Even kings and queens that subscribed to the notion of divine right, recognised that they had an obligation to the people they ruled over.
This exchange of power was often codified. The relationship wasn't one group of people ruling with an iron fist over another. If you were a serf, you had to provide labour but you received rights and benefits in exchange.
That system often broke down in periods of population growth (a common example is vagrancy laws in the late 16th century) but even there was an established right to riot and dissent as a way of pressing claims.
It was only during the Cold War that we really saw this understanding of dictatorship/monarchy/whatever completely break down (imo, there are a ton of books on the above i.e. Polyani but I am speculating now) as dictators were able to maintain power through their allegiance to the US/Soviet power (and changes in technology made this easier too).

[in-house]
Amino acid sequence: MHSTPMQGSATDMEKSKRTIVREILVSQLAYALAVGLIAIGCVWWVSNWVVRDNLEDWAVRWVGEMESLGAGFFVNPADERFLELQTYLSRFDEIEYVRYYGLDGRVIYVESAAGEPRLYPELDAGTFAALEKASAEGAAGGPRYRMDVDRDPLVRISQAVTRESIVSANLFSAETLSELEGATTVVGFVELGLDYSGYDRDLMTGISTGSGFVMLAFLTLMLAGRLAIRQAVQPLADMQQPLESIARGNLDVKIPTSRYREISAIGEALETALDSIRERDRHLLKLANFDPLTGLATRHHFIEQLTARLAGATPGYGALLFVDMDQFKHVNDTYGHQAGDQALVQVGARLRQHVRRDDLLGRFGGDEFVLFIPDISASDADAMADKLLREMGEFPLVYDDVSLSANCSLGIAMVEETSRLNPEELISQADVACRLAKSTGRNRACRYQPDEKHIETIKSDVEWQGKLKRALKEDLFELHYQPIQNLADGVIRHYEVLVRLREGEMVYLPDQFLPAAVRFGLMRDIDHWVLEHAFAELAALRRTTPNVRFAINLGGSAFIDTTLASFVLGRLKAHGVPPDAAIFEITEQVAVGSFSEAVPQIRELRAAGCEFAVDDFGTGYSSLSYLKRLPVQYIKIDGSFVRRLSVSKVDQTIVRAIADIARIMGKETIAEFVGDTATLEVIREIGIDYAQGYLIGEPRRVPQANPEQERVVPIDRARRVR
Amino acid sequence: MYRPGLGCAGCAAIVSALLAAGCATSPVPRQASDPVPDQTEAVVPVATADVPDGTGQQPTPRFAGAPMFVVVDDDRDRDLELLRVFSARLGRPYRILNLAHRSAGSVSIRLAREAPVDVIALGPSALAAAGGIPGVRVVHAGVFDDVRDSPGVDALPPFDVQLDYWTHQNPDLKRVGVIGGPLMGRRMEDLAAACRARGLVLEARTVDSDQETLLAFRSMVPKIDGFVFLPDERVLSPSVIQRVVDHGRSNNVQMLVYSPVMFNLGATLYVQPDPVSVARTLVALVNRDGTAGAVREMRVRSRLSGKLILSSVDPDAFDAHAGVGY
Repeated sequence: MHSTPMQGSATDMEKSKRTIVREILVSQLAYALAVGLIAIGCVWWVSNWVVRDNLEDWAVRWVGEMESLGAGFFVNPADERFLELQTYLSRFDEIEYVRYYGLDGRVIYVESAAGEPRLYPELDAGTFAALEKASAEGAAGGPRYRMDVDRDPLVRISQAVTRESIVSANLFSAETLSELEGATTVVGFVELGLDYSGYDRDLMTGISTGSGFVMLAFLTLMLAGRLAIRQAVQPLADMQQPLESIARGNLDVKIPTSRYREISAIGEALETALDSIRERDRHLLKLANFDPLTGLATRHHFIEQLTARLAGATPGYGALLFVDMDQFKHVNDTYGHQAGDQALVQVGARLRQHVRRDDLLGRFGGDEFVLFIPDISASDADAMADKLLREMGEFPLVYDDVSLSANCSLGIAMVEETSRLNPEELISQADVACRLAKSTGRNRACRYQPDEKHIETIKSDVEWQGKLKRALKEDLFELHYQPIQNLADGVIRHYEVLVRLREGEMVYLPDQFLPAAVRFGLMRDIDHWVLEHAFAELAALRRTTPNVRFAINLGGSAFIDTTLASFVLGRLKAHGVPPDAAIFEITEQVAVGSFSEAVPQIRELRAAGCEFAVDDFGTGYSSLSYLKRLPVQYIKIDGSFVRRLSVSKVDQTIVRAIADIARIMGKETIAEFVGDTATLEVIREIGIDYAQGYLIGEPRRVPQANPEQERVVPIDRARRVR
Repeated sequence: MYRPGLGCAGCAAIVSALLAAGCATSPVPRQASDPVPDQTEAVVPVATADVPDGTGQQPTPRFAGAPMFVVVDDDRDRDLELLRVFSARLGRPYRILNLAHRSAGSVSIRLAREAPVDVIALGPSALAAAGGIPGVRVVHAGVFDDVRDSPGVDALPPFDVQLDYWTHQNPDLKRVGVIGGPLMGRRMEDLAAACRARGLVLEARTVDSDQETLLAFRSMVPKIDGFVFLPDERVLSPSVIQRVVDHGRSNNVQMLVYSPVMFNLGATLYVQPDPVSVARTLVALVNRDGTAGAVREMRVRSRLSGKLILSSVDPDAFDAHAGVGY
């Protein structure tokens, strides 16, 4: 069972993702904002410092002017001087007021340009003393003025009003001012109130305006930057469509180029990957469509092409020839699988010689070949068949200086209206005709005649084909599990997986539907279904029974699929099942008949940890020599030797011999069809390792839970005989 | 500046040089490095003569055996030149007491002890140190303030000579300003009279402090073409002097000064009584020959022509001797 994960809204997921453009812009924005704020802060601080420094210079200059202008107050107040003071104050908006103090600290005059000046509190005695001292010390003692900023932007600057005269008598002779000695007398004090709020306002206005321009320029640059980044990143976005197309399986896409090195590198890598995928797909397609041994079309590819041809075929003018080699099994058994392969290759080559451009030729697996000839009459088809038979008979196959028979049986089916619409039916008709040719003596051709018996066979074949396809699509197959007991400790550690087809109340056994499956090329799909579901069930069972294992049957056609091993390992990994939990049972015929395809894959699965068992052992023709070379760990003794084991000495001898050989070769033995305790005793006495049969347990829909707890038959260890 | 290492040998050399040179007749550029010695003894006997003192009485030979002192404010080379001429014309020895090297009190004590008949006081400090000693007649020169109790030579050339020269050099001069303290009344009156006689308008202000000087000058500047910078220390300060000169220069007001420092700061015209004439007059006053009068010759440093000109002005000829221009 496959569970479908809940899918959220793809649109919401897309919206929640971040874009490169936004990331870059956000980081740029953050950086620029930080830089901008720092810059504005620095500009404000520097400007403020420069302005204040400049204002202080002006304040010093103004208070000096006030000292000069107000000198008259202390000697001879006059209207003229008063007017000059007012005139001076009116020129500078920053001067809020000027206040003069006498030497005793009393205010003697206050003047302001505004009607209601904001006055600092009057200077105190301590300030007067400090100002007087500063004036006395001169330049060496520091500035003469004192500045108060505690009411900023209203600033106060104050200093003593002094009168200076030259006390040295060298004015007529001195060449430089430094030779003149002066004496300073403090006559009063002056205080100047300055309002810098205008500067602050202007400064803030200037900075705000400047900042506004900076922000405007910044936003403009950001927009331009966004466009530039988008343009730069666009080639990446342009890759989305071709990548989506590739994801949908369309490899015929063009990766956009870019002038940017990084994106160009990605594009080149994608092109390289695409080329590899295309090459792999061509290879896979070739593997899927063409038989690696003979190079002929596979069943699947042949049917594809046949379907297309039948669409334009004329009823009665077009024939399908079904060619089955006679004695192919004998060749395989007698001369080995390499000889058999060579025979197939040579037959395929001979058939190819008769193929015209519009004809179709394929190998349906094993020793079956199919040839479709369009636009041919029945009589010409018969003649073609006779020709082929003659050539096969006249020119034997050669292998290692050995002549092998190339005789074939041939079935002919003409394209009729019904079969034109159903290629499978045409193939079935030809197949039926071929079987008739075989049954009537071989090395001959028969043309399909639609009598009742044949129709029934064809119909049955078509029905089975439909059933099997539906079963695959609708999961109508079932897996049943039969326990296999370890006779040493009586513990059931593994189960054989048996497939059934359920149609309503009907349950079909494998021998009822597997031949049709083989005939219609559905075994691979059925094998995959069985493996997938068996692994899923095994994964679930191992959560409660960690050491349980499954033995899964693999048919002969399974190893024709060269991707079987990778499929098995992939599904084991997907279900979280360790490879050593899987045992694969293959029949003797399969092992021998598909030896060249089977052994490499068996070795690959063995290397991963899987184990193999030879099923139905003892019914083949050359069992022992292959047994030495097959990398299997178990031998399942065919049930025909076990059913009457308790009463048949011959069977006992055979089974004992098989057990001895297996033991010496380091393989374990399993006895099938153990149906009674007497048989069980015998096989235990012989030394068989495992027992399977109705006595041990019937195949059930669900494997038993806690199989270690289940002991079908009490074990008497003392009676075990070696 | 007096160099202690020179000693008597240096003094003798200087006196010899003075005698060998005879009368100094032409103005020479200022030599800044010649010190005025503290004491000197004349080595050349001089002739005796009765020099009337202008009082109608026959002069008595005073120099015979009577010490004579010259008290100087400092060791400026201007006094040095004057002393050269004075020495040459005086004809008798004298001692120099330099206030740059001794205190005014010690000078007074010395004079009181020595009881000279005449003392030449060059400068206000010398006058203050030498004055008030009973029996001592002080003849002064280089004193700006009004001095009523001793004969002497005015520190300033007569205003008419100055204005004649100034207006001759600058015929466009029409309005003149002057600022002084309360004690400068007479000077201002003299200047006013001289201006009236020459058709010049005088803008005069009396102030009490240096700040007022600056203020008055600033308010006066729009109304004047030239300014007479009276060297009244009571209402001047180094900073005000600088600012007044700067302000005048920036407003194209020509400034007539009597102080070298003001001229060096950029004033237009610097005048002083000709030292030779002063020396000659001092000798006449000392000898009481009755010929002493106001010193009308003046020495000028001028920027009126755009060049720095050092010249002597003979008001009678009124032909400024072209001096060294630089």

And, of course, our notions of community/society have totally changed too. Substantial reductions in economic and physical uncertainty has made most people unwilling to live in a system in which another person has dominion over you.
But this doesn't change the fact that this is why these systems existed in the first place. And, in most cases, people who have tried to rise up and create systems in which the bottom class rise up and have found themselves crushed under the weight of the obligations they are forced to assume (they do not disappear, risk has to be assumed by someone).
"Divine right of kings" is the fig leaf. The "obligation" comes not from the divine, but from the threat of pitchforks and torches.